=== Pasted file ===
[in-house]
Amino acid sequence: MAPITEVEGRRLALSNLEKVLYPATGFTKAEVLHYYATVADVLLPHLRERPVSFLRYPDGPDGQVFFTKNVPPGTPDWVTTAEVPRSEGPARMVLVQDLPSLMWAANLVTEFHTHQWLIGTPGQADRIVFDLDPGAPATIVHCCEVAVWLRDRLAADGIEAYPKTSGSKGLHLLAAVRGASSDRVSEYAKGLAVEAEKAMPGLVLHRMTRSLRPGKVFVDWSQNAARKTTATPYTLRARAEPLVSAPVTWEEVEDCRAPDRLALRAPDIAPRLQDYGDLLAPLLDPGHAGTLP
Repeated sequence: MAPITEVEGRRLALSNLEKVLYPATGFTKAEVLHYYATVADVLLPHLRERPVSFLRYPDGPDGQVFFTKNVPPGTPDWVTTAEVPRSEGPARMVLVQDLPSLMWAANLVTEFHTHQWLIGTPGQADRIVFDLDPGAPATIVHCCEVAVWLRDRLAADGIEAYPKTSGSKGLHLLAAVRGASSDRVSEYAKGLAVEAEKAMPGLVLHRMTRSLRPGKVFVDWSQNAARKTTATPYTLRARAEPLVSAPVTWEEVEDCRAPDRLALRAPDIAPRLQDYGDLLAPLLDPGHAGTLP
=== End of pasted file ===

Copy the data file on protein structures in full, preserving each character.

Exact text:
[in-house]
Amino acid sequence: MAPITEVEGRRLALSNLEKVLYPATGFTKAEVLHYYATVADVLLPHLRERPVSFLRYPDGPDGQVFFTKNVPPGTPDWVTTAEVPRSEGPARMVLVQDLPSLMWAANLVTEFHTHQWLIGTPGQADRIVFDLDPGAPATIVHCCEVAVWLRDRLAADGIEAYPKTSGSKGLHLLAAVRGASSDRVSEYAKGLAVEAEKAMPGLVLHRMTRSLRPGKVFVDWSQNAARKTTATPYTLRARAEPLVSAPVTWEEVEDCRAPDRLALRAPDIAPRLQDYGDLLAPLLDPGHAGTLP
Repeated sequence: MAPITEVEGRRLALSNLEKVLYPATGFTKAEVLHYYATVADVLLPHLRERPVSFLRYPDGPDGQVFFTKNVPPGTPDWVTTAEVPRSEGPARMVLVQDLPSLMWAANLVTEFHTHQWLIGTPGQADRIVFDLDPGAPATIVHCCEVAVWLRDRLAADGIEAYPKTSGSKGLHLLAAVRGASSDRVSEYAKGLAVEAEKAMPGLVLHRMTRSLRPGKVFVDWSQNAARKTTATPYTLRARAEPLVSAPVTWEEVEDCRAPDRLALRAPDIAPRLQDYGDLLAPLLDPGHAGTLP